I recently acquired this 1971 copy of a 1966 edition

[Sunday posting] “Only as the sermon proceeded did it become apparent to the congregation that, by a skilful oratorical device, Father Paneloux had launched at them, like a fisticuff, the gist of his whole discourse. After launching it he went on at once to quote a text from Exodus relating to the plague of Egypt, and said: “The first time this scourge appears in history it was wielded to strike down the enemies of God. Pharaoh set himself up against the divine will, and the plague beat him to his knees. Thus from the dawn of recorded history the scourge of God has humbled the proud of heart and laid low those who hardened themselves against Him. Ponder this well, my friends, and fall on your knees.”

“ ‘Ah, if only it had been an earthquake! A good bad shock, and there you are! You count the dead and living, and that’s an end of it. But this here blasted disease – even them as haven’t got it can’t think of anything else.’ ”

[on the day of the UK Government’s first daily Coronavirus news conference] “a new paper has been launched, The Plague Chronicle, which sets out “to inform our townspeople, with scrupulous veracity, of the daily progress or recession of the disease; to supply them with the most authoritative opinions available as to its future course; to offer the hospitality of its columns to all, in whatever walk of life, who wish to join in combating the epidemic; to keep up the morale of the populace, to publish the latest orders issued by the authorities, and to centralise the efforts of all who desire to give active and whole-hearted help in the present emergency.”

“During the last 24 hours there had been two cases of a new form of the epidemic; the plague was becoming pneumonic. On this very day, in the course of the meeting, the much-harassed doctors had pressed the Prefect – the unfortunate man seemed quite at his wits’ end – to issue new regulations to prevent contagion being carried from mouth to mouth, as happens in pneumonic plague. The Prefect had done as they wished, but as usual they were groping, more or less, in the dark.”

[self-reflexive about these posts] “They began to take a genuine interest in the laborious literary task to which he was applying himself while plague raged around him. Indeed, they, too, found in it a relaxation of the strain.“

“ ‘If things go on as they are going,’ Rieux remarked, ‘the whole town will be a madhouse.’ He felt exhausted, his throat was parched. ‘Let’s have a drink.’ ”

[on the day UK government calls up retired doctors and final year medical students] “ ‘Haven’t doctors and trained assistants been sent from other towns?‘
‘ Yes,‘ Rieux said. ‘10 doctors and 100 helpers. That sounds a lot, no doubt. But it’s barely enough to cope with the present state of affairs. And it will be quite inadequate if things get worse.’ “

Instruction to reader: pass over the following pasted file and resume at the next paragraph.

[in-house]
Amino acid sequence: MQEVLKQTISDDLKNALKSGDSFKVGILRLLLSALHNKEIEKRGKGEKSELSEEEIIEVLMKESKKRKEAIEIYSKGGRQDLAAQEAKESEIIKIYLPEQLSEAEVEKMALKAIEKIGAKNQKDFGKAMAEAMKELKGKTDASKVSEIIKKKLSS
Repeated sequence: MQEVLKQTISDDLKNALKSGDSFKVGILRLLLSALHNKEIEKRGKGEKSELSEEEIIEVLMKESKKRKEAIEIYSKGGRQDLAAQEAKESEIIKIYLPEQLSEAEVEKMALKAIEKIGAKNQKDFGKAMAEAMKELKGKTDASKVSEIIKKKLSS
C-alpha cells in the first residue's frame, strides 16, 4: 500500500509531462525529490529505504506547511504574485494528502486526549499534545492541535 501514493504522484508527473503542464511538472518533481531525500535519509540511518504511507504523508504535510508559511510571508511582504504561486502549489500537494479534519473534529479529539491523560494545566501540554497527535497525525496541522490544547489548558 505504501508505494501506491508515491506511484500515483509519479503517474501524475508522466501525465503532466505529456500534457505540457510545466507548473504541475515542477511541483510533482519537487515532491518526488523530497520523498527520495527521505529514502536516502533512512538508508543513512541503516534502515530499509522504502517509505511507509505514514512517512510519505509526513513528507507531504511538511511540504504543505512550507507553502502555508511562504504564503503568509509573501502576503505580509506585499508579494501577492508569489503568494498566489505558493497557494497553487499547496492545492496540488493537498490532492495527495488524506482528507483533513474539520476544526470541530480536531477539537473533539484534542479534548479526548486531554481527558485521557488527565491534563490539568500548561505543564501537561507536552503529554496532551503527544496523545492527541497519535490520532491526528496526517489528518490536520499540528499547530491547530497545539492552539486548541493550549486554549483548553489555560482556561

“At 11 o’clock that night, however, Rieux and Tarrou entered the small, narrow bar of the hotel. Some 30 people were crowded into it, all talking at the top of their voices. Coming from the silence of the plague-bound town the two newcomers were startled by the sudden burst of noise, and halted in the doorway. They understood the reason for it when they saw that spirits were still to be had here.”

“ …there’s no question of heroism in all this. It’s a matter of common decency. That’s an idea which may make some people smile, but the only means of fighting a plague is – common decency.’
‘ What do you mean by “common decency”?’ Rambert’s tone was grave.
‘ I don’t know what it means for other people. But in my case I know that it consists in doing my job.’ ”

“ Tarrou said he knew the latest figures, and that the position was extremely serious. But what did that prove? Only that still more stringent measures should be applied.
‘How? You can’t make more stringent ones than those we have now.‘
‘ No. But every person in the town must apply them to himself.‘
Cottard stared at him in a puzzled manner, and Tarrou went on to say that there were far too many slackers, that this plague was everybody’s business, and everyone should do his duty.”

[full UK lock-down was announced last night with a rousing Churchillian speech by PM Boris Johnson] “Now, at least, the position was clear; this calamity was everybody’s business.”

Life in a nutshell

reading books life

Enfant Terrible No. 1 sent me this the other day – it more or less captures my worldview.

4 reasons to read The Sellout

thesellout-mar20151

So we had our 15th Anniversary Book Group gathering last night and the book in the spotlight, The Sellout by Paul Beatty, was highly praised by all but one of our number, getting 9s and even 10s in our scores (for Literary Merit and Enjoyment), one of the most popular choices in the whole decade and a half.

My review on GoodreadsA dense and intense tour de force with shades of Catch 22 (absurdity), David Foster Wallace (intensity) and Candide (humanity), filled with insight about how black people are seen and see themselves in the USA (and beyond).

sellout

Here are 4 good reasons to read this standout satirical novel:

(i) On lawyers:

The Chief Justice meekly raises his hand.

“Excuse me, Mr Fiske [the defending lawyer], I have a question…”

“Not right now, motherfucker, I’m on a roll!”

 

(ii) On education:

Two hundred kids quieted instantly and turned their attention deficit disorders toward me.

 

(iii) On weed:

“What the fuck is this, dog?” Puppet coughed.

“I call it Carpal Tunnel. Go ahead, try to make a fist.”